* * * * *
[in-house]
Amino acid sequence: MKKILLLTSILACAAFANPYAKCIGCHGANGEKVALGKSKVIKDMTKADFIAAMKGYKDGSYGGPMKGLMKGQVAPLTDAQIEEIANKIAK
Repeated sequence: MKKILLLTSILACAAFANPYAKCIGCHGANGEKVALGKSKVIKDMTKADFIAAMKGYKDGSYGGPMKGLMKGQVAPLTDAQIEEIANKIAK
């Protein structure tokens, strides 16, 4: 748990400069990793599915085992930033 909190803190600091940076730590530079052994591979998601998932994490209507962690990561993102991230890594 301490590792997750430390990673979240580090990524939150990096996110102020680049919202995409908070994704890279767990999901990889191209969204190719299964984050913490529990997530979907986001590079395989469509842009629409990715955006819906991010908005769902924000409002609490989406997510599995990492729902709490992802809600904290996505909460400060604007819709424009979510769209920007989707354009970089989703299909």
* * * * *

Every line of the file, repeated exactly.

[in-house]
Amino acid sequence: MKKILLLTSILACAAFANPYAKCIGCHGANGEKVALGKSKVIKDMTKADFIAAMKGYKDGSYGGPMKGLMKGQVAPLTDAQIEEIANKIAK
Repeated sequence: MKKILLLTSILACAAFANPYAKCIGCHGANGEKVALGKSKVIKDMTKADFIAAMKGYKDGSYGGPMKGLMKGQVAPLTDAQIEEIANKIAK
């Protein structure tokens, strides 16, 4: 748990400069990793599915085992930033 909190803190600091940076730590530079052994591979998601998932994490209507962690990561993102991230890594 301490590792997750430390990673979240580090990524939150990096996110102020680049919202995409908070994704890279767990999901990889191209969204190719299964984050913490529990997530979907986001590079395989469509842009629409990715955006819906991010908005769902924000409002609490989406997510599995990492729902709490992802809600904290996505909460400060604007819709424009979510769209920007989707354009970089989703299909």